From now until the 2021 NFL Draft takes place, we hope to showcase as many prospects as possible and examine both their strengths and weaknesses. Most of these profiles will feature individuals that the Pittsburgh Steelers are likely to have an interest in, while a few others will be top-ranked players. If there is a player you would like us to analyze, let us know in the comments below.
#76 Brenden Jaimes/LT/Nebraska — 6’5”, 298 pounds
– Active, quick hands in pass sets that allow him to reposition his hands
– Plays with balance and solid base in both run and pass blocks
– Versatility in pass block tool box, uses flash technique, snatch/trap to mix up pass sets
– Displays flexibility in lower half to reach second-level defenders, move rushers past quarterback in the pocket
– Handles stunts and twists well, passes them off cleanly and efficiently
– Rolls hips consistently upon contact, showcases next-level footwork
– Played 40 consecutive games to end his career, no injury or red flags
– Lacks ideal arm length to match NFL’s threshold for starting tackles
– Inconsistent power when making initial contact
– Struggles maintaining blocks, several times on tape rolls off of blocks
– Would like to see him reach his second level landmarks quicker and hit them with more consistency
– Shows flashes of dominance in run game but want to see it more on down-to-down basis
– Played in 40 games at Nebraska, starting all 40 consecutive games over last four seasons (31 LT, 9 RT)
– Honorable-Mention All-Big Ten (2018, 2019, 2020)
– Academic All-Big Ten (2019, 2020)
– 3-Star recruit who played high school ball at Lake Travis High School in Austin, Texas, chose Nebraska over Baylor, Cal and Colorado, among others.
An offensive lineman that won’t wow you with traits, but executes his assignments on a down-to-down basis is Nebraska LT Brenden Jaimes, who started in every game he has played in and did not miss a single game in college. Having played both left and right tackle in college, Jaimes could very well be a player who could make an immediate impact in the NFL.
First play from Jaimes against Northwestern shows off his ability to move laterally and stay balanced despite being beat at the initial point of attack. He loses on an inside swim move, but counters quickly with a spin move to get in front of his defender again. Not overly athletic or twitchy, but a savvy move from a player who understands his physical limitations.
Playing with balance and a really good base allows Jaimes to win reach blocks, despite not having the greatest length. He reaches the defensive end against Iowa and keeps driving his man into the ground. As mentioned above, he shows some dominant run block reps, but needs to do it at a more consistent level.
Active hands and fundamental footwork were adjectives written down to describe who Jaimes is as a prospect, and this two-clip gif shows exactly that. In this first part of the gif against Ohio State, Jaimes does a nice job stunning the edge rusher, re-loads his hands and works to get them inside the defender’s chest, preventing any pressure. Second play in the gif shows Jaimes being able to replace his hands and maintain his pass block despite his man countering his initial punch.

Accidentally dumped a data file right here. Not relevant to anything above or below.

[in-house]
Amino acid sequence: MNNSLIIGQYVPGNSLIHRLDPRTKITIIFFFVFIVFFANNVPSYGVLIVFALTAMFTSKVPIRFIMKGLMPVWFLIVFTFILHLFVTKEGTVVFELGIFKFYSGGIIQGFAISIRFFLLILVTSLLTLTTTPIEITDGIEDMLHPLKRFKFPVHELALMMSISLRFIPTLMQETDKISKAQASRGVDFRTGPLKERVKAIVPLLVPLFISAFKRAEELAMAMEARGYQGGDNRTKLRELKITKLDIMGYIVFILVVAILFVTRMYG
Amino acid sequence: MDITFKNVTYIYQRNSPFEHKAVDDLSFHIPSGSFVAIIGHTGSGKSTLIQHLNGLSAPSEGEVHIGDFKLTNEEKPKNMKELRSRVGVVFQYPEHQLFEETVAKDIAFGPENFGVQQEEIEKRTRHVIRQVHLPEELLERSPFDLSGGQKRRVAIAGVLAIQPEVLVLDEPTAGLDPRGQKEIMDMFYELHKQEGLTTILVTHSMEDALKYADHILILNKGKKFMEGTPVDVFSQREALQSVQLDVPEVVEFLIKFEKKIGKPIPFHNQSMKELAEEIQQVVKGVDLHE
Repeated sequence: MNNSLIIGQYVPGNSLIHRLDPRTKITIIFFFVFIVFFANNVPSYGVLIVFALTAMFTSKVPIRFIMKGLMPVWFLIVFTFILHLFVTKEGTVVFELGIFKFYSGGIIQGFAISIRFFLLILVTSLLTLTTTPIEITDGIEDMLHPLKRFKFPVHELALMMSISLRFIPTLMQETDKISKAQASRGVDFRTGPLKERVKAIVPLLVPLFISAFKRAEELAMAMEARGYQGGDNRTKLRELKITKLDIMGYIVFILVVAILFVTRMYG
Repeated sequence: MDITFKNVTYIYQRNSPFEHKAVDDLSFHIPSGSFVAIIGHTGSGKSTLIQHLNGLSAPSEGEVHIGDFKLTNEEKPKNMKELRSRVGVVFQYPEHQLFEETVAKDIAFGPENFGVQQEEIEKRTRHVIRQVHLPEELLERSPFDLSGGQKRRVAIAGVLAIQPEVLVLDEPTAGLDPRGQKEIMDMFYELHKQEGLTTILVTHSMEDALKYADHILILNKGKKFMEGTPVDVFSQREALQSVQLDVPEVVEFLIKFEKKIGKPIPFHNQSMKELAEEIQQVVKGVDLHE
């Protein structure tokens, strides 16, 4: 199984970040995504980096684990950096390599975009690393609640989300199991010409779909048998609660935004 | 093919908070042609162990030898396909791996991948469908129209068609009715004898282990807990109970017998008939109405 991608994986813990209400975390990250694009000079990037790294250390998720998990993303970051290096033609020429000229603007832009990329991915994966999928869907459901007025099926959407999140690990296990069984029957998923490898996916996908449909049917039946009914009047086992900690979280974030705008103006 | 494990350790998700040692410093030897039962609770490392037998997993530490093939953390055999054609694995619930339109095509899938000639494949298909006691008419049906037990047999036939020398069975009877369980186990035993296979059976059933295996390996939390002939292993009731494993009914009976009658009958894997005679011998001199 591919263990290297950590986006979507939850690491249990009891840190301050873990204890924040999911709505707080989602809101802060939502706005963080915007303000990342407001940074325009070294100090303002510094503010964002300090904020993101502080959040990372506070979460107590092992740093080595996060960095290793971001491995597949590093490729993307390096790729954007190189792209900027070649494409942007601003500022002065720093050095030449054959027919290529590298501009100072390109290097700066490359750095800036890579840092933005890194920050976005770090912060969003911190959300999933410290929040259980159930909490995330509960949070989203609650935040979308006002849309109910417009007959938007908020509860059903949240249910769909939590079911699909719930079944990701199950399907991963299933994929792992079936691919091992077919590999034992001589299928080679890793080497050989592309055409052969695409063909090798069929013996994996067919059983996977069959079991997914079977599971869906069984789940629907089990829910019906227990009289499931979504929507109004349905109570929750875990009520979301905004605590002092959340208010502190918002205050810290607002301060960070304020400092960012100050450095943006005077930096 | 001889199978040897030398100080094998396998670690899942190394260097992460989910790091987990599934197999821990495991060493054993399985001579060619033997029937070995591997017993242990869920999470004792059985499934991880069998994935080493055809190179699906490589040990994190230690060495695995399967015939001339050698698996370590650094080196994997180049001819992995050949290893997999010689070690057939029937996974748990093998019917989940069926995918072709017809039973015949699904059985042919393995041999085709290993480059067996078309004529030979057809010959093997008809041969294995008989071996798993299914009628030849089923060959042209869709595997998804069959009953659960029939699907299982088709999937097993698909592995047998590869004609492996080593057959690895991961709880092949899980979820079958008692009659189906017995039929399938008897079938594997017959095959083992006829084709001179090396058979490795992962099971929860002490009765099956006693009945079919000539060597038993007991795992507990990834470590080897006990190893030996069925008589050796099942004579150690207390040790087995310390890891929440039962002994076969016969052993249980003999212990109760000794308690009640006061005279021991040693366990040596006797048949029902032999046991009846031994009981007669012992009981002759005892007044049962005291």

The snatch-and-pull technique is one a tackle rarely uses successfully, but to combat his lack of arm length, Jaimes has mastered the move. Against Northwestern, Jaimes was able to pull this move off twice. In this particular rep, he is patient with his hands, snatches the defender when he attempts to bull rush Jaimes and pulls him to the ground, eliminating the pass rush threat.
Sustaining blocks after initial contact in the running game is one area Jaimes will have to improve. Here, against Ohio State, Jaimes does a nice job, taking the proper path on this reach block. But his block lacks power and torque. A better initial punch and stun of the defender would have allowed him to control the block better, and it will be something he needs to improve at the next level.
In some of his toughest matchups this season, Jaimes was able to win despite not always having an advantage with speed or arm length. Against Penn State and flexible pass rusher Shaka Toney, Jaimes does a nice job not opening the gate and allowing Toney to bend the corner. He shows adequate waist bend and anchor to run Toney past the quarterback in this particular rep. Was not a perfect rep for him by any means, but he gets the job done by any means necessary.
Final play from Jaimes shows his ability to operate in the open field as a blocker against Iowa. On this wide receiver reverse, he ends up becoming the lead blocker, and while he shows some athleticism getting out and attempting to make blocks, he doesn’t make a clean block but gets a piece of the defender. Won’t wow you, but is just a solid football player.
Brenden Jaimes’ name gets lost in the shuffle of this offensive line class because of the depth, and athletes at his position. However, if a team is looking for a player who won’t be a long-term project or projection that can make an immediate impact from Day 1, they should look no further than Jaimes, who was a four-year starter for Nebraska.
Lack of elite traits and struggles with power will prevent him from getting his name called before Day 3, but he’s one of those lineman who can compete to be a starter in year one. While he did not play guard in college, his ability on tape to play with a good anchor, active hands and footwork would allow him to be a spot starter in a pinch along the interior.
Projection: Round 4-5
Games Watched: at Iowa, at Ohio State, vs. Penn State, at. Northwestern